Remarkable, first of all, with an initial peak luminance measurement that shows just over 2,000 nits in Cinema mode (and even over 2,300 nits with the Peak Luminance stability Vs Windows Size procedure, for a window 25% white). We therefore note that the TCL promise of a peak at 2,000 nits during the presentation of the C845 series (see our 4K Ultra HD TV news TCL C845: Mini LED OD10, QLED, 2,000 nits, HDR10+, Dolby Vision/ Atmos, 144 Hz and Google TV) is held.
New HDR Peak Brightness function
Remarkable then with the presence of the new feature called HDR Peak Brightness. The latter prompts the user, after calibration, to enter the light peak measured to the nearest nit (a value between 1 and 10,000, etc.). Thus the TV will apply the most accurate Tone Mapping for all content whose brightness level exceeds its capabilities.
A damn welcome function when you know that each television, even those of the same reference, each offers unique performance. To put it another way, no televisions on the market, even two identical models produced one behind the other on a production line, offer similar results. For example, with our C845 measured at just over 2,000 nits, it will perfectly adapt to its Tone Mapping capabilities a 4K Ultra HD signal mastered at 4,000 nits with the key, more details in the image in highlights, more accurate colors and perfect contrast for a magnified final rendering.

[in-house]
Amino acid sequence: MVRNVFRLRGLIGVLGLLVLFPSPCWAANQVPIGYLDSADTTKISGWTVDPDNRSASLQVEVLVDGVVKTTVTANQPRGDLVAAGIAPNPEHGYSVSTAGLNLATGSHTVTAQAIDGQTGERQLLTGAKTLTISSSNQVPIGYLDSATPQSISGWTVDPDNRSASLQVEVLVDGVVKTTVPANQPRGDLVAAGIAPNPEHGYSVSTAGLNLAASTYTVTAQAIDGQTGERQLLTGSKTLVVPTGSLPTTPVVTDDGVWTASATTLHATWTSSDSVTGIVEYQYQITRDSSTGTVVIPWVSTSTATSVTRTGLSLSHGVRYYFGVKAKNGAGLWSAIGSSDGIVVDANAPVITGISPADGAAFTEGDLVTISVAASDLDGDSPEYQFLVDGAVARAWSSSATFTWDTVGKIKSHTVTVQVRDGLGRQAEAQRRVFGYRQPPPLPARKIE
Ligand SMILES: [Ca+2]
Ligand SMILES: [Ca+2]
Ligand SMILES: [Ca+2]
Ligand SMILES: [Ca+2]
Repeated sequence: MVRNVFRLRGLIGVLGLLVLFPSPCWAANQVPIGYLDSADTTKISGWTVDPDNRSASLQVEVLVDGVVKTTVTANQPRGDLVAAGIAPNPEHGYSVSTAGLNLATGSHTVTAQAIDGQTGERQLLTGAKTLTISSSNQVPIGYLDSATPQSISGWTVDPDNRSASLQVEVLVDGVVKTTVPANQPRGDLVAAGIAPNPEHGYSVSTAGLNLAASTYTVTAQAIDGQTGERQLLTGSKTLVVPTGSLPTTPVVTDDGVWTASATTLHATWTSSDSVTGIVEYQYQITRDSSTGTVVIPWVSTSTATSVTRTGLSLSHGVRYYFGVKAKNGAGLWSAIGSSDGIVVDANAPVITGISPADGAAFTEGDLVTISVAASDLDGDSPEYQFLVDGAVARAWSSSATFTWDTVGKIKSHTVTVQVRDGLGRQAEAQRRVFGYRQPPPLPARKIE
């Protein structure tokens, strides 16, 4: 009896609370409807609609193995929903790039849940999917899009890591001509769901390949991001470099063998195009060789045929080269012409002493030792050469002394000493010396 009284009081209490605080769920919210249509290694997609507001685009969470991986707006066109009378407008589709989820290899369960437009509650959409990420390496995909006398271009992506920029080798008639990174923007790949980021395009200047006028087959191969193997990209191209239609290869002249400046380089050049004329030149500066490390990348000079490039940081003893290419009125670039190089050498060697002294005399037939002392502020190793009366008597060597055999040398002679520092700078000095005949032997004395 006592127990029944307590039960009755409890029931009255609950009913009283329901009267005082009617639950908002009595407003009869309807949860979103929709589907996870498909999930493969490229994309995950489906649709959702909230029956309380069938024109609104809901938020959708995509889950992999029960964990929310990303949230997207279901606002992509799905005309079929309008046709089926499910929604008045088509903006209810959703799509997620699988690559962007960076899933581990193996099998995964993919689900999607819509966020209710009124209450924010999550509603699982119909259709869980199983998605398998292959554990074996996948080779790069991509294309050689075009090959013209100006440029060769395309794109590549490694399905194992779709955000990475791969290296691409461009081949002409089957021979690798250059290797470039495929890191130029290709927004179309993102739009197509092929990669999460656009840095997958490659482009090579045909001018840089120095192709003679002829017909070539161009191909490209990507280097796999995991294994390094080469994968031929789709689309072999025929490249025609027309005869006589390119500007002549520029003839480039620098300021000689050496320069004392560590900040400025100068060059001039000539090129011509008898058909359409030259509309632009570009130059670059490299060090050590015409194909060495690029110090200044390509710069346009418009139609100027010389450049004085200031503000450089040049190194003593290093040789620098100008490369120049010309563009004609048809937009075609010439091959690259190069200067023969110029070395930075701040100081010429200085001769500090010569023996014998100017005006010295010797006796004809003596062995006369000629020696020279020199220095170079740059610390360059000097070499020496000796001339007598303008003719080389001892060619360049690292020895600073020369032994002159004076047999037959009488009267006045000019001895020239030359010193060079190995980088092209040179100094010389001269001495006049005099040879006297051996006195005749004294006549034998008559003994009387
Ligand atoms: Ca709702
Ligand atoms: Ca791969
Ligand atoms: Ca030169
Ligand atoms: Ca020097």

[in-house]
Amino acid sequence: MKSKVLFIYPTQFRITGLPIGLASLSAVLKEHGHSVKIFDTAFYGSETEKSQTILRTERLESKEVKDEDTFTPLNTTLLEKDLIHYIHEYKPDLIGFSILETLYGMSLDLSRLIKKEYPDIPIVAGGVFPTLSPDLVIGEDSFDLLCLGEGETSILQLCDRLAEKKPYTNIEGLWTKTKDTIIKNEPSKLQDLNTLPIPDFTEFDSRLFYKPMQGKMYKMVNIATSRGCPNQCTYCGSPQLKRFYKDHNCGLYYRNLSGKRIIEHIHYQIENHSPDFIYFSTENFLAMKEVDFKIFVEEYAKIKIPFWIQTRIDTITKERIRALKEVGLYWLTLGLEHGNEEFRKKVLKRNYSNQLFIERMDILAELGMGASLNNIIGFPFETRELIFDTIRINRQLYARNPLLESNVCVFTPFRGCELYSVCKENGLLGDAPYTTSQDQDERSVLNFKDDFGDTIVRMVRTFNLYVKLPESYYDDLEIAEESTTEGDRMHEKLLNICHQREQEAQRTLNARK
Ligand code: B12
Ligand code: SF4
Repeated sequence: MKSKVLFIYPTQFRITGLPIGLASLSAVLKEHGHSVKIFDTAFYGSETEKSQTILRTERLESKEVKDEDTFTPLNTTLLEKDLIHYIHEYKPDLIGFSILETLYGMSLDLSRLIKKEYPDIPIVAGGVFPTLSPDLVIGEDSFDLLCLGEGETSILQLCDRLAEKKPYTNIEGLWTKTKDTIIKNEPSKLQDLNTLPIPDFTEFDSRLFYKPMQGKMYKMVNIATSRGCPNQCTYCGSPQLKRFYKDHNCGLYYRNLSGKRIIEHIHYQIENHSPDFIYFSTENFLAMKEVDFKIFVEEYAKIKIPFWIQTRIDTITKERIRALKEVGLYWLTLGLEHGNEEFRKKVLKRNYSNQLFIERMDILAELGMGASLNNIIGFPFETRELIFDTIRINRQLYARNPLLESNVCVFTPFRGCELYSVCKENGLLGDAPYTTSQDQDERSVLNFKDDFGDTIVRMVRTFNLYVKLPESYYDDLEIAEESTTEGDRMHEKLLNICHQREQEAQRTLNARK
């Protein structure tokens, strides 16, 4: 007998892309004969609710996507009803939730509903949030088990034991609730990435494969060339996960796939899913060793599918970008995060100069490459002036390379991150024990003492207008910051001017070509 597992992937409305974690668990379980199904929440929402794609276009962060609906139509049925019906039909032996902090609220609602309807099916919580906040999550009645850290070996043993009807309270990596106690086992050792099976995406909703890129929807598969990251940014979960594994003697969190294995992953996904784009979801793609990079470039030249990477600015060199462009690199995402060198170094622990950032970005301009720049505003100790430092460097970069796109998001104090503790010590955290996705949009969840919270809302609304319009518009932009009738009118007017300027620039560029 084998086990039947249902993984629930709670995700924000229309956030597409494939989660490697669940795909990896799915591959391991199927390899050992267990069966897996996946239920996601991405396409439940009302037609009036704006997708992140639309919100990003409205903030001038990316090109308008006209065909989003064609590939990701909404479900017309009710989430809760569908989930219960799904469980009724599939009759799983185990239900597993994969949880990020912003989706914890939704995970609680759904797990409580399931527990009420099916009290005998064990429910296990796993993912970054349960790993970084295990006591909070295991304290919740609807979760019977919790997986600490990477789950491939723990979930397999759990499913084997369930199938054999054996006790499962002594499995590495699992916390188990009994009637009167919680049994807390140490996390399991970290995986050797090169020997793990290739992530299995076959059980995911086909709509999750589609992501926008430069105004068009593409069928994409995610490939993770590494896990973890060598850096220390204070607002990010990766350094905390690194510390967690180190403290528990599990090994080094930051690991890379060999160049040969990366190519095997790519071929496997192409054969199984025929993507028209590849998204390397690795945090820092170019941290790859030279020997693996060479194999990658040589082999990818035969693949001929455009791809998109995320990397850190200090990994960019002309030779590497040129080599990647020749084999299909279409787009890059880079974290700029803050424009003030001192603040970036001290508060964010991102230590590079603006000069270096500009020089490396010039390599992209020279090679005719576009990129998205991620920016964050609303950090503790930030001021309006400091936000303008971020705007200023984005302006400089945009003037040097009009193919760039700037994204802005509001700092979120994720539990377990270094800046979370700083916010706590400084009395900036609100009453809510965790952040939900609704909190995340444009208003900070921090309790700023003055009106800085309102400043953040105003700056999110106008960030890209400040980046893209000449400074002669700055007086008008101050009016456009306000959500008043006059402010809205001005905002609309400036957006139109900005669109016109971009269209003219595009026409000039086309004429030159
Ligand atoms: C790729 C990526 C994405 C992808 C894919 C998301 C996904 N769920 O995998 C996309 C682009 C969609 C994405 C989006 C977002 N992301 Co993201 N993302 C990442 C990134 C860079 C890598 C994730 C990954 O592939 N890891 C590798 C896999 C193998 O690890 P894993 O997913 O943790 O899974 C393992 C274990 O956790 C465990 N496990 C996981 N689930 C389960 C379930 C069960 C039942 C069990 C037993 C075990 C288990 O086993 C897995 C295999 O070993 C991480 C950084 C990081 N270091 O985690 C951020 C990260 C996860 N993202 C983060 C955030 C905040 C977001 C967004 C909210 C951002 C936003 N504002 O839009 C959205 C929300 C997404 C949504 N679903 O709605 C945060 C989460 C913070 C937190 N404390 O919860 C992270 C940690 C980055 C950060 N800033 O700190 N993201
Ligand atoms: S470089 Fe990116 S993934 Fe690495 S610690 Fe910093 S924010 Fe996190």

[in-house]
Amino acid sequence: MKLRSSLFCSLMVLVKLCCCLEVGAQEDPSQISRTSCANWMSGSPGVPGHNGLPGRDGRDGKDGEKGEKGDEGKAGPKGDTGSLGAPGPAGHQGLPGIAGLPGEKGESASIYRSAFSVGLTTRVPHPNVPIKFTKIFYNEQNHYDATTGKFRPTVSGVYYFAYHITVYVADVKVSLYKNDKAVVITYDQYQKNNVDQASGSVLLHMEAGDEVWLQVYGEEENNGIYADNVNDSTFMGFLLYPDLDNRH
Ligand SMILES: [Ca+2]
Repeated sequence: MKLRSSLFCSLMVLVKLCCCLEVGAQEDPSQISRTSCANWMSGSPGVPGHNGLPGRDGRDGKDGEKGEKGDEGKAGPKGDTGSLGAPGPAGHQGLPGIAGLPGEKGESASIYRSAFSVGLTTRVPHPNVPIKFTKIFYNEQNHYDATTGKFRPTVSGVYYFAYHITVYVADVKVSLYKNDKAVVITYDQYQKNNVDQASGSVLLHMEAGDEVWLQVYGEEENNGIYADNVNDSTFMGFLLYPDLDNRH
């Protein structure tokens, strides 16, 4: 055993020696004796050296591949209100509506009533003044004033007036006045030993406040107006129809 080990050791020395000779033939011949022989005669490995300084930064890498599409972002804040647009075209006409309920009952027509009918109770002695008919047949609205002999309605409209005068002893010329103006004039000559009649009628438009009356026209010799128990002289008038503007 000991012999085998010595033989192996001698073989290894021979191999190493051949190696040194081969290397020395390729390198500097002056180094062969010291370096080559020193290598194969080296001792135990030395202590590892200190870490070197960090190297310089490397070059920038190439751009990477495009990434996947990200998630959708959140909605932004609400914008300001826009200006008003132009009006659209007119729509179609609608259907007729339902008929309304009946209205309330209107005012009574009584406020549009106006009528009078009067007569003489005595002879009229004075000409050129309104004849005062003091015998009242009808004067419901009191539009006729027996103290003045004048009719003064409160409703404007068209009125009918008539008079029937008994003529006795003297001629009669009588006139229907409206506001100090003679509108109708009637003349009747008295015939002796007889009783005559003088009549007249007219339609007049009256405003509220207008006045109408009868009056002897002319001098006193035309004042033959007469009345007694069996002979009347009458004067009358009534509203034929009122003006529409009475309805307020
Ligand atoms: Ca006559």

We repeat, this new possibility offered by TCL makes it possible to fully exploit the television set, to the maximum of its capabilities. That said, our test bed of the TCL 65C845 continues…